Watch our panel of Eminent Persons on Saturday, December 11 as they discuss this key issue
Thousands of farmers who had camped at Delhi’s borders for the past 13 months began returning to their homes in Punjab, Haryana and Uttar Pradesh on Saturday (December 11) after controversial farm laws were repealed.
Farmers came together and forced the mighty Center to back down and withdraw laws, making it the most successful agricultural turmoil the country has witnessed. The government has also promised to set up a committee to take a call on the minimum support price (MSP) – a basic demand from farmers.
As the protesters return to their towns and villages, perhaps now is a good time to ask the question: Are farmers food for political parties?
The federal government hosted a live webinar on Saturday to discuss the issue. We were joined by: Devinder Sharma, Food and Trade Policy Analyst, Mohali; R Ramakumar, professor, School of Development Studies, Tata Institute of Social Sciences; Ravishankar Mantha, CEO of Agrisk Data Analyst, Mumbai; and Harish Damodaran, journalist, New Delhi.
The discussion was moderated by Federal editor-in-chief, S Srinivasan.
In their opening remarks, the panelists agreed that the country’s agricultural sector needs urgent reforms – but not of the kind the government has proposed.
Devinder Sharma agreed that farmers had indeed been treated like bank fodder over the years. “We praise them before each election, we tell them that their crises will be resolved and that they are promised prosperity. But once the elections are over, they are forgotten, ”he said.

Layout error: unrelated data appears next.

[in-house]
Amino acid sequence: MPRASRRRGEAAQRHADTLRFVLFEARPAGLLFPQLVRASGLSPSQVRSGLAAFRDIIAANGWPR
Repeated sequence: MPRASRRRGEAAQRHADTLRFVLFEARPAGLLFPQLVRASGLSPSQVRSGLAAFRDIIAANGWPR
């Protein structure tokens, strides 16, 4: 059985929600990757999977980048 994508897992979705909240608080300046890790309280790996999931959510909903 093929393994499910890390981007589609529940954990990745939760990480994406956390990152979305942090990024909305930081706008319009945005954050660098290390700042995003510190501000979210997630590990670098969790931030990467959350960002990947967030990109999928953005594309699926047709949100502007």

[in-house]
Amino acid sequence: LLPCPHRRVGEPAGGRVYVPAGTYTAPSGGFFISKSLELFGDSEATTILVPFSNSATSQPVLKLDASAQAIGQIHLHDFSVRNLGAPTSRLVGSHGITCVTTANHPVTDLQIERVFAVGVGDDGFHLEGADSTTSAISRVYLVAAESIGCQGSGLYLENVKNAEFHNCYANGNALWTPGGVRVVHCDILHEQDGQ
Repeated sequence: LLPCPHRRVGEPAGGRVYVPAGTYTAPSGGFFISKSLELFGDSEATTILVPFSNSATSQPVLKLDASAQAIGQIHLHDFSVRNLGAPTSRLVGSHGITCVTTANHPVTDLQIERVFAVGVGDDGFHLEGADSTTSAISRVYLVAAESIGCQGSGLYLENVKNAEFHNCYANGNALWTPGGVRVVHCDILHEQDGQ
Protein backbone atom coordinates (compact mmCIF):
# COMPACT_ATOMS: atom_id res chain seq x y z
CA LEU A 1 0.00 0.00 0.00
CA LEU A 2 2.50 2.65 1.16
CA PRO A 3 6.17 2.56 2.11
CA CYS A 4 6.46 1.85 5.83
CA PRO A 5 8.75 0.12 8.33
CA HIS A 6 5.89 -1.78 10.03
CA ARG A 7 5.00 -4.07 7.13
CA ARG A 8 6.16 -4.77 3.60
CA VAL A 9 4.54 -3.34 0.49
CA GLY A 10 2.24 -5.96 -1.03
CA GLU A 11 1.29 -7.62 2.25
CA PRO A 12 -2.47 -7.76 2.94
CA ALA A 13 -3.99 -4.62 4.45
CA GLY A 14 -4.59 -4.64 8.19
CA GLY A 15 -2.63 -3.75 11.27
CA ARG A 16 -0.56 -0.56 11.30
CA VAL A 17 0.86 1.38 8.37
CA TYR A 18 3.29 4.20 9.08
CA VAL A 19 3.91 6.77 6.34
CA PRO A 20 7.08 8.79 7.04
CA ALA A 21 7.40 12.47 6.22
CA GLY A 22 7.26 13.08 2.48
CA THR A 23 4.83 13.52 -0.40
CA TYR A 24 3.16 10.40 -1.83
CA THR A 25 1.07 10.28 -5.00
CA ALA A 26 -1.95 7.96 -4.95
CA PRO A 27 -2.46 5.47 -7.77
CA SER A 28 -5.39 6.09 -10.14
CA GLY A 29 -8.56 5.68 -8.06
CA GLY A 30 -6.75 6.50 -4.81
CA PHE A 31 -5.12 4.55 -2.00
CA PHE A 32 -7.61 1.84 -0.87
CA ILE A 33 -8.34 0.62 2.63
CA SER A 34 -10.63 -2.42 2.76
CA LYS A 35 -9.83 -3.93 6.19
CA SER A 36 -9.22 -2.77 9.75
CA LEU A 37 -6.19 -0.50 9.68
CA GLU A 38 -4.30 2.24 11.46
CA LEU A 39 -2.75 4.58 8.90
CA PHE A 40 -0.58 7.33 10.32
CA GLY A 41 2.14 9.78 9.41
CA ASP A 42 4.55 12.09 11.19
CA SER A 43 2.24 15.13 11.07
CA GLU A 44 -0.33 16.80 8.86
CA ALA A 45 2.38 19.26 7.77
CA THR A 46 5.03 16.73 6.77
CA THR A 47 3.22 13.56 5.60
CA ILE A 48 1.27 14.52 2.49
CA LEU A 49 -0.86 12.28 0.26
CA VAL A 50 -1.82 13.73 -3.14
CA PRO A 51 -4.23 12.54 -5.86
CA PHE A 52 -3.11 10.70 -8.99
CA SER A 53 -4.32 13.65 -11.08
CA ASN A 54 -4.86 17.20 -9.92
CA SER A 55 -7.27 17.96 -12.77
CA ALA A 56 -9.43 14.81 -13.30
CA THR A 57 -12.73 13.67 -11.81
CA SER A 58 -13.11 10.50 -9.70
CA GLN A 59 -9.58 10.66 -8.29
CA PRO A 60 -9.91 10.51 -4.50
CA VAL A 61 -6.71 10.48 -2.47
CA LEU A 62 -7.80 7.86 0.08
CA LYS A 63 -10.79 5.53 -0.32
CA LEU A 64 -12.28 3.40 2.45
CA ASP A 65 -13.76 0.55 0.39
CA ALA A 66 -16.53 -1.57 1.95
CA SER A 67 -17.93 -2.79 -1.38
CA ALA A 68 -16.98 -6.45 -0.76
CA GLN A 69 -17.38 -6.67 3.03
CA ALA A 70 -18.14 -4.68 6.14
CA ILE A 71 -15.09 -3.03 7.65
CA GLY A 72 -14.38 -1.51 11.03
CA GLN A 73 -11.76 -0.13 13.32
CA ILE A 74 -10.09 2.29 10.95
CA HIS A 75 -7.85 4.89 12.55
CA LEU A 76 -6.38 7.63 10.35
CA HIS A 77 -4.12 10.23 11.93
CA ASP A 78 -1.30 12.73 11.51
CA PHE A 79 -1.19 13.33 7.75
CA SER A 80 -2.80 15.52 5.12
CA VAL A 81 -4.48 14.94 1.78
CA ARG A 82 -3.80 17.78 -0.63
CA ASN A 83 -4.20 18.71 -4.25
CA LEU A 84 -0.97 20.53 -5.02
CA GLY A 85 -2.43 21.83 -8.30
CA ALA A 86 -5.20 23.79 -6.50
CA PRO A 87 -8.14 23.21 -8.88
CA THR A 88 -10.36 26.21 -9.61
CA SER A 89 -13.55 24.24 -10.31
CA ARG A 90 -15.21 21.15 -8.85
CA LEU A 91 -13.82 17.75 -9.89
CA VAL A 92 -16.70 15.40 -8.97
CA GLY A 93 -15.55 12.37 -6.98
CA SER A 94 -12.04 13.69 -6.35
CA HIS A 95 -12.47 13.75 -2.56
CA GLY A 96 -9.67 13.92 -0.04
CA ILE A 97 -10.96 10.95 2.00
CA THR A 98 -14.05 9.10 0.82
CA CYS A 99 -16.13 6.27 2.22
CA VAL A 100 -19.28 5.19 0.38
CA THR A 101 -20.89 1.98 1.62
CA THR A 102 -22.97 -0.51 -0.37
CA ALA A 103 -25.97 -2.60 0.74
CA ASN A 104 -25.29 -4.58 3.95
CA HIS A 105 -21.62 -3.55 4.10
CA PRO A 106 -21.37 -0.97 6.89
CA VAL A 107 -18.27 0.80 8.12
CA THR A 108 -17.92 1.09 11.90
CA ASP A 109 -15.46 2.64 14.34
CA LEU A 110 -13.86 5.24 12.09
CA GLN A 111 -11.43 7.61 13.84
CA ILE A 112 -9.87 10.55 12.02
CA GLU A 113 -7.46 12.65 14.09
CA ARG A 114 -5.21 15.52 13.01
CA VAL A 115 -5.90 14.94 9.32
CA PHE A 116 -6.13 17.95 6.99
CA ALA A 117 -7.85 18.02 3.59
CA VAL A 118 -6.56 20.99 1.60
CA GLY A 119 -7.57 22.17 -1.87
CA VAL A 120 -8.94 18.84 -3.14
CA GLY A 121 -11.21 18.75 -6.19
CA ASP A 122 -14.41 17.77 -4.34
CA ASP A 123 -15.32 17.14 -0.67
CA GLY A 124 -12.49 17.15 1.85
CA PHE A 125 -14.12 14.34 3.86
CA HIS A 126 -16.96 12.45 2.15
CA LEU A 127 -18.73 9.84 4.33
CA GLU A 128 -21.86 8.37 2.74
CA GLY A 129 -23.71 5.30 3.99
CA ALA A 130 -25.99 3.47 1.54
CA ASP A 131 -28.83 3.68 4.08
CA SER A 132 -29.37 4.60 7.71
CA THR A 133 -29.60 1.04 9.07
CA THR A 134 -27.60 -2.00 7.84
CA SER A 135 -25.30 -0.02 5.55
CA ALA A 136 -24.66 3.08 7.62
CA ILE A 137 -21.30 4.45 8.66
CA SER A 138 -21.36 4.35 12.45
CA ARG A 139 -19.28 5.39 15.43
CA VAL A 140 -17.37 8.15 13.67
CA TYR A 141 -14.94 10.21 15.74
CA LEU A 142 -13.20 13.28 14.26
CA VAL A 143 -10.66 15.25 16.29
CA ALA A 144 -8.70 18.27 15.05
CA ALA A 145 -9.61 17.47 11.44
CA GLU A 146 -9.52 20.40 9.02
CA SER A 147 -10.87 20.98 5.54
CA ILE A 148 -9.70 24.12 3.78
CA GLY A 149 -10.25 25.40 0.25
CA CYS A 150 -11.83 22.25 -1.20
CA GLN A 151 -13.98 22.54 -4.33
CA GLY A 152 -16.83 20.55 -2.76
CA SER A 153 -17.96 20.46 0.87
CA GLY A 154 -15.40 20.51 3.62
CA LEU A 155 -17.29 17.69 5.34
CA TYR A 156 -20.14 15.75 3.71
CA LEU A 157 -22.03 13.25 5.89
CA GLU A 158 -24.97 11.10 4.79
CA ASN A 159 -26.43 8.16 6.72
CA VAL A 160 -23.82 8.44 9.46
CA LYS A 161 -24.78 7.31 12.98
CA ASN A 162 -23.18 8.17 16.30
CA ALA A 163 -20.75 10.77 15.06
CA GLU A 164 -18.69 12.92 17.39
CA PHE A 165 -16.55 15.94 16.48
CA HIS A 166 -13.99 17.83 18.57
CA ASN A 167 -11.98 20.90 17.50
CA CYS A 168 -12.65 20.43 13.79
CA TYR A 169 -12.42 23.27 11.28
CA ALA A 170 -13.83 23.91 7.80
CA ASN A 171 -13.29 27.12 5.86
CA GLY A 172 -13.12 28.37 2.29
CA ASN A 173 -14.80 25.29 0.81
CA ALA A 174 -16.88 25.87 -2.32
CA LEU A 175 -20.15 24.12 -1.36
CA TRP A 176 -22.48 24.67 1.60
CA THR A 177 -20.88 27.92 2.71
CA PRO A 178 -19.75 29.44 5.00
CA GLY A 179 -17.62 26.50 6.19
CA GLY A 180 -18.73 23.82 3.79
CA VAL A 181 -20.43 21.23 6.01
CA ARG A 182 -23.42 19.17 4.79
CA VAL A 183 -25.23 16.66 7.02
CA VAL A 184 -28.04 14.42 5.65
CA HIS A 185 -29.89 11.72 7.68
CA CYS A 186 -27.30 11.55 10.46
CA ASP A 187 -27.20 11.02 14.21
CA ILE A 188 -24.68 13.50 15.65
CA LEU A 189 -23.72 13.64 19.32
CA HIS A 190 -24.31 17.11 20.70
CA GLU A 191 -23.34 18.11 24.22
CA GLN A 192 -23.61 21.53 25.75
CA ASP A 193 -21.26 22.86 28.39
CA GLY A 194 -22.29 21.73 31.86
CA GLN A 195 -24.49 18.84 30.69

“Look at 2014, when Prime Minister Narendra Modi promised the MSP 50% more than the cost of production promised by the Swaminathan Committee,” Sharma said.
“Before that, when Parkash Singh Badal was in the electoral arena, he promised free electricity – although the farmers did not ask for it… same pattern we see… [Former chief minister] Amarinder Singh officially promises to erase the loans… ”
Reform does not mean privatization, Sharma said, adding that what the farmers demanded were “real reforms” in the form of income guarantees.
Ramakumar called the three farm laws “unconstitutional” because they were introduced invoking Article 33 of the concurrent list to which entries 26 and 27 of the state list had been linked. He said agriculture is a matter of state. “Entrance 14 [agriculture] is part of the list of states.
Ramakumar said the laws had “no demonstrable benefit” either.
He said farmers are really concerned that the laws will benefit big business and that India is heading down the western world path, where big food companies have driven local farmers out.
Ramakumar said that “the APMC system is extraordinarily useful”, but that it needs reform. He called for more mandis and better infrastructure in those mandis.
Ravishankar Mantha said farmers are the biggest risk takers in the country who need facilitation, not support. Successive measures to support them had “paralyzed their thinking and their entrepreneurial spirit,” he added.
Damodaran said it was precisely the failure of farmers to act as a “vote bank” that led to their neglect. They should vote as farmers, not as Hindus, Muslims or Jats of the Sikhs, he said.
“I would like them to be a vote bank and a lobby. This is the first time that we see them emerging as a lobbying and voting bank.
“One positive thing that emerges is that agricultural issues are now at the center of the scene,” he added.
See the full webinar above.